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P.R. And Spin Can't Hide Failures In Iraq

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DUMMERSTON, Vt. — Here's a question that the White House press corps never seems to ask. If things in Iraq are getting better and the "surge" is working, how come the only trips to Iraq that President Bush and other top officials can make are "surprise" visits?

Because things in Iraq are not getting better and Air Force One would likely get blown out of the sky if the various Iraqi militias had advance notice that President Bush was coming to town.

But the Bush administration's abilities to deny reality remain powerful and few of the reporters that cover the White House have the guts to point out that the president is lying virtually every time he opens his mouth.

So that how President Bush's "surprise" visit to Iraq on Monday got spun into another P.R. opportunity to sell the success of the surge.

The last time Bush made an impromptu stop in Iraq was in June 2006, when he came to see Prime Minister Nuri Kamal al-Maliki to — as Bush said later that day in a speech to American soldiers — "look at (al-Maliki) in the eyes and determine whether or not he is as dedicated to a free Iraq as you are."

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In Bush's view that day, "I believe he is."

More than a year later, Bush returned to an Iraq that has seen little if any improvement in a variety of areas.

How little improvement? A State Department report leaked over the weekend to National Public Radio and The Nation concluded that the al-Maliki government is "not capable of even rudimentary enforcement of anti-corruption laws" and that al-Maliki's office has impeded investigations into fraud and crime within the Iraqi government.

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The al-Maliki government, according to the 70-page report, is riddled with corruption and criminals. The Interior Ministry is a stronghold of Shia militias and has used U.S. weapons and money to commit crimes such as kidnapping, extortion and bribery. Iraqi investigators make little headway because they doesn't have staff or resources to conduct investigations and fear they will be killed if they pursue their cases too vigorously.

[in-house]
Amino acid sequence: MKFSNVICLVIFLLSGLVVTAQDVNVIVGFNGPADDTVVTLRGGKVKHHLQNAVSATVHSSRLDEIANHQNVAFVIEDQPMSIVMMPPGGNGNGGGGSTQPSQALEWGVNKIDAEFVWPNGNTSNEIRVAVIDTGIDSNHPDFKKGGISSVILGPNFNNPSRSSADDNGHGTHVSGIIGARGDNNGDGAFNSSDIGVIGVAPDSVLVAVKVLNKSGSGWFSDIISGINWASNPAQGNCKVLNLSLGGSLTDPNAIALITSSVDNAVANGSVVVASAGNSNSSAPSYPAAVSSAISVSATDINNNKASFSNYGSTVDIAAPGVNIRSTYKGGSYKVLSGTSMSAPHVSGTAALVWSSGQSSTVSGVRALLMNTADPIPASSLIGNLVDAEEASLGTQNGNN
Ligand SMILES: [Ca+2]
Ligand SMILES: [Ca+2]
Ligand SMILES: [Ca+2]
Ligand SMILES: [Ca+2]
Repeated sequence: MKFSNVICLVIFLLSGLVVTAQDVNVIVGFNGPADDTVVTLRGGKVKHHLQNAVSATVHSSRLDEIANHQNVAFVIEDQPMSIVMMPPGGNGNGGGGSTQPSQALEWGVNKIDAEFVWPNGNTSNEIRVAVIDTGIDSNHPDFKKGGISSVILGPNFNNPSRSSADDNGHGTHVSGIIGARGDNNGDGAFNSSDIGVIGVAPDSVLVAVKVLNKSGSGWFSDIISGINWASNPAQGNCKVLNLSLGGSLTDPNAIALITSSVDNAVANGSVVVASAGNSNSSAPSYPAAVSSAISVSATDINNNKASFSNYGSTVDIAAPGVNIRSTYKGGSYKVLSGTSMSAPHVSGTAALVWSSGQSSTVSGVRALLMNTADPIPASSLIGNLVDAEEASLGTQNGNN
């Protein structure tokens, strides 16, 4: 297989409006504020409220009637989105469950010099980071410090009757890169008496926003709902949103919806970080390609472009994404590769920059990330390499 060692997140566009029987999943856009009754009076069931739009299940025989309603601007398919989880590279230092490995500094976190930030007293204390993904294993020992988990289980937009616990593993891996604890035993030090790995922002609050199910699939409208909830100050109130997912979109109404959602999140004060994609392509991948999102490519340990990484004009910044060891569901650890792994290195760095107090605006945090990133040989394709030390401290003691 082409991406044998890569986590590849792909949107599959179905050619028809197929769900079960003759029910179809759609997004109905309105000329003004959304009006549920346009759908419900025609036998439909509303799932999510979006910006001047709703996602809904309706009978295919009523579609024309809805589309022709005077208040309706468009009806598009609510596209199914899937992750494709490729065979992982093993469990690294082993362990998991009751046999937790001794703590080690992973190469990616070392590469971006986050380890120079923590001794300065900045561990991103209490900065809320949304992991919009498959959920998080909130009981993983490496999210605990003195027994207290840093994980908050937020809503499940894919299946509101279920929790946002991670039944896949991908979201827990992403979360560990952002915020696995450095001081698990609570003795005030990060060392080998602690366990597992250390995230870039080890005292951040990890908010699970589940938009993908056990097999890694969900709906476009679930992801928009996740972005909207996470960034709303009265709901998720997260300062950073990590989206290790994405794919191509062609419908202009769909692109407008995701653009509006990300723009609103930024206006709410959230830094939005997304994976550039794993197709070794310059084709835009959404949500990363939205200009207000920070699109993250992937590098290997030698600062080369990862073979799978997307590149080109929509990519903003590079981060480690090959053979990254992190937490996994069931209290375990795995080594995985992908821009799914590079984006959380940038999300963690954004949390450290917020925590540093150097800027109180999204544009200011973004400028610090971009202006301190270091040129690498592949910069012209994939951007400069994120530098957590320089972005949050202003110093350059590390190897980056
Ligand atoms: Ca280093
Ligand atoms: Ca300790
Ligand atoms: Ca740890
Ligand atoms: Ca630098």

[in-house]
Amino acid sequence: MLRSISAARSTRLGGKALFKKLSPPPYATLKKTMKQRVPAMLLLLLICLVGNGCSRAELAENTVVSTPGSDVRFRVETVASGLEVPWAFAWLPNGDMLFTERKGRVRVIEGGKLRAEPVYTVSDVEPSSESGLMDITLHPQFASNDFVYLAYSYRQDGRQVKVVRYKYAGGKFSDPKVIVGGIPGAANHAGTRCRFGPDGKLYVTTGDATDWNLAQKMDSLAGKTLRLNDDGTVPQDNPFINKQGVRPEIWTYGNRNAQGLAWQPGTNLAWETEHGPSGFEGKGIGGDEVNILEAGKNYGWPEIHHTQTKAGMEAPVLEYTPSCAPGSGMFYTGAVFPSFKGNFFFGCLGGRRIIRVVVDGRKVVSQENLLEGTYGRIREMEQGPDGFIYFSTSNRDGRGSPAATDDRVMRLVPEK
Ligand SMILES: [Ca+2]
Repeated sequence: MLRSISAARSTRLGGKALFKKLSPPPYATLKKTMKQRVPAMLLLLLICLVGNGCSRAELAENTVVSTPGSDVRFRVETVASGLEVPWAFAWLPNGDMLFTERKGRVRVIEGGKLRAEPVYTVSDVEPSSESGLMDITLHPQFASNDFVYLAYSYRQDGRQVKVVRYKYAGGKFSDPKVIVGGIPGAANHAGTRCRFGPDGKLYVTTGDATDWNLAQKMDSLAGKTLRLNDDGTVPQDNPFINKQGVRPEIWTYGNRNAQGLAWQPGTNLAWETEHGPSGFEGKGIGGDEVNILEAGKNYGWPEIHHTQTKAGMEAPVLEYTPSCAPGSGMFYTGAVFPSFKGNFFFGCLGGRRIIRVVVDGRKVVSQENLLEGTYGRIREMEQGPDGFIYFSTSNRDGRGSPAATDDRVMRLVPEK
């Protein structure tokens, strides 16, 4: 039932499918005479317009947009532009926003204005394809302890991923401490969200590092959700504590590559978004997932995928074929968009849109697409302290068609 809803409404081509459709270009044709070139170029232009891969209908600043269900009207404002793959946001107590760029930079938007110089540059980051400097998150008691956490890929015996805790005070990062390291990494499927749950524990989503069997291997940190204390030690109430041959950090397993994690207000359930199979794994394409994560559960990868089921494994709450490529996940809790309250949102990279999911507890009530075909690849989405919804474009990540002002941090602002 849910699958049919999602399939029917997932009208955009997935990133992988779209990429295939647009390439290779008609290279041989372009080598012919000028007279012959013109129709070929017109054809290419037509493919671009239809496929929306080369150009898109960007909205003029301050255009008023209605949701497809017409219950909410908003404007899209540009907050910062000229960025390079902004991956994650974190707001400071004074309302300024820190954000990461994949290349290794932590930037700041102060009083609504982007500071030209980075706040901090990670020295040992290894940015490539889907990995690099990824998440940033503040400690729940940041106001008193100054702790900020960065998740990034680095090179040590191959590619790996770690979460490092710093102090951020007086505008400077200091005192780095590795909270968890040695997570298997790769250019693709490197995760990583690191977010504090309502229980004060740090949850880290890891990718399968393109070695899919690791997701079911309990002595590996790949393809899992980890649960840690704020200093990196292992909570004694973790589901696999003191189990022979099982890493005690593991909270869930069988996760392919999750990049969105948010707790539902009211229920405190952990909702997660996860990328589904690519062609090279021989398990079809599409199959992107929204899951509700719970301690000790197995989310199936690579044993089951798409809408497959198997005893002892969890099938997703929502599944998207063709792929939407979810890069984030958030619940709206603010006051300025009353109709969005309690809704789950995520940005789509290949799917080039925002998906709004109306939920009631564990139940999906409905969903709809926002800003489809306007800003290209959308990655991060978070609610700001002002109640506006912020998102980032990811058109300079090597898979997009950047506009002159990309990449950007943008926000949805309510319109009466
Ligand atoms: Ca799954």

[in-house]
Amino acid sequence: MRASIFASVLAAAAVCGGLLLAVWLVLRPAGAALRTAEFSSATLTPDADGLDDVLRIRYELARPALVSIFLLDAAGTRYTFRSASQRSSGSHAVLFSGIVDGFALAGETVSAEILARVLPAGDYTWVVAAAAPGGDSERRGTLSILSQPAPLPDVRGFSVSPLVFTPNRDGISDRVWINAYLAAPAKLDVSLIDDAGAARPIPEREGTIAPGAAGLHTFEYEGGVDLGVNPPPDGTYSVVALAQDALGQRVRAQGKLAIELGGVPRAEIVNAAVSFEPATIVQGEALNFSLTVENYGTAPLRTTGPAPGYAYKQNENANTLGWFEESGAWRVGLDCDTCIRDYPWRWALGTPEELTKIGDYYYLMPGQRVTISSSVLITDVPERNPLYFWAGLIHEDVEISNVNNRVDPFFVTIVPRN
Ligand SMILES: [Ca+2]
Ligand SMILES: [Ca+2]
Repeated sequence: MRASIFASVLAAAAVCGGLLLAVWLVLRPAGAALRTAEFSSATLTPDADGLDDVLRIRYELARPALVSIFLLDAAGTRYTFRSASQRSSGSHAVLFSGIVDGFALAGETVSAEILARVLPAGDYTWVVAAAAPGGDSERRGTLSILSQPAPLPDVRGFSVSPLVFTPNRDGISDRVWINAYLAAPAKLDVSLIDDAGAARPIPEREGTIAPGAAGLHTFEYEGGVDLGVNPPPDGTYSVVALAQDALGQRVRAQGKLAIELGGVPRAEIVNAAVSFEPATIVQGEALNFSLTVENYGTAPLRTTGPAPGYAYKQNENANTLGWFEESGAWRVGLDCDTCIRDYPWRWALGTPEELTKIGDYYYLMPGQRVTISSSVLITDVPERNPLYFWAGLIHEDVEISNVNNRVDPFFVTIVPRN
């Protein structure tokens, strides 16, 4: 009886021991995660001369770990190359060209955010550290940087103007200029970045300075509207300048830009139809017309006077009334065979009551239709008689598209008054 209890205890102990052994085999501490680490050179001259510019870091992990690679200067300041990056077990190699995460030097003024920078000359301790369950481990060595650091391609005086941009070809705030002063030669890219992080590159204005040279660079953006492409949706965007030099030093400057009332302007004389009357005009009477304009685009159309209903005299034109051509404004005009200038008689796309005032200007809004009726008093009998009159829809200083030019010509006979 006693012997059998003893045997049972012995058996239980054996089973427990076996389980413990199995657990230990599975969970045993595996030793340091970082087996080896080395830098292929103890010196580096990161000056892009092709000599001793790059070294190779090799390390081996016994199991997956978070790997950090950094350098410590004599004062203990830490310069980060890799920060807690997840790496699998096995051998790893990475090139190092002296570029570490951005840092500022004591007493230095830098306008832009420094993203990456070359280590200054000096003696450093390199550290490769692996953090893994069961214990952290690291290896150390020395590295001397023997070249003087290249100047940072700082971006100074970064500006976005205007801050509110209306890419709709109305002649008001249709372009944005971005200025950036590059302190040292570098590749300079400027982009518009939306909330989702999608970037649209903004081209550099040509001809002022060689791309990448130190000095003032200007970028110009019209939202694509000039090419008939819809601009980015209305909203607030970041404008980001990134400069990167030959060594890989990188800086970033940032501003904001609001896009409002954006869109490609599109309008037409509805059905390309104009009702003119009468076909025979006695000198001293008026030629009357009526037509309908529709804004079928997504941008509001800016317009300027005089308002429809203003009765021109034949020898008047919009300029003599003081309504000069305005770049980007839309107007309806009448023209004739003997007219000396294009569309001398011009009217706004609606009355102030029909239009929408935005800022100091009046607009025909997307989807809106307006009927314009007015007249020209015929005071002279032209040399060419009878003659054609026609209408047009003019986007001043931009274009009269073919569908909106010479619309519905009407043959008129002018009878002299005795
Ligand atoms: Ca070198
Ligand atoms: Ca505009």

Reining in corruption is not one of the 18 congressionally mandated benchmarks for Iraq and the al-Maliki government. If it was, the government would get a failing grade.

Corruption aside, the al-Maliki government is already graded as failing in 15 of those benchmarks, according to a report by the Government Accountability Office that was delivered to Congress on Tuesday.

The GAO has conducted more than 100 investigations of various aspects of the U.S. occupation of Iraq over the last four years, so it's staff knows what its talking about. While the White House and the Pentagon are claiming that at least eight of the 18 benchmarks have been met, both are apparently grading the Iraqis more leniently than the GAO.

The GAO report found that only one of the eight political benchmarks — protection of the rights of minority parties — has been met. On the others, including legislation on constitutional reform, new oil laws and de-Baathification, the GAO hands out failing grades.

As for the nine security benchmarks, the GAO report found the Iraqis have met only two and contradicts the White House's contentions that violence is down in Iraq and that there are more Iraqi security forces ready to operate without U.S. assistance.

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The GAO report found the level of violence has been essentially unchanged since the start of the Bush administration's so-called troop surge. It also found that the number of capable Iraqi units has declined, from 10 in March to six in July.

This month is supposed to be the month that will determine the future of U.S. involvement in Iraq. The much-hyped report by Gen. David Petraeus and Iraq Ambassador Ryan Crocker will be presented to Congress next week. There are now 162,000 U.S. troops in Iraq, the highest number since the war began, and President Bush is seeking another $200 billion from Congress to keep the Iraqi occupation going.

The White House claims everything is coming up roses in Iraq, and the Crocker/Petraeus report will likely reflect that. The reality is that Iraq still has a corrupt and incompetent government unable to deliver even basic services to its people. It still is seeing violence on an unimaginable scale. It is perilously close to being a failed state. No amount of spin or P.R. can change this reality.

 

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Randolph T. Holhut has been a journalist in New England for more than 25 years. He edited "The George Seldes Reader" (Barricade Books). He can be reached at randyholhut@yahoo.com.
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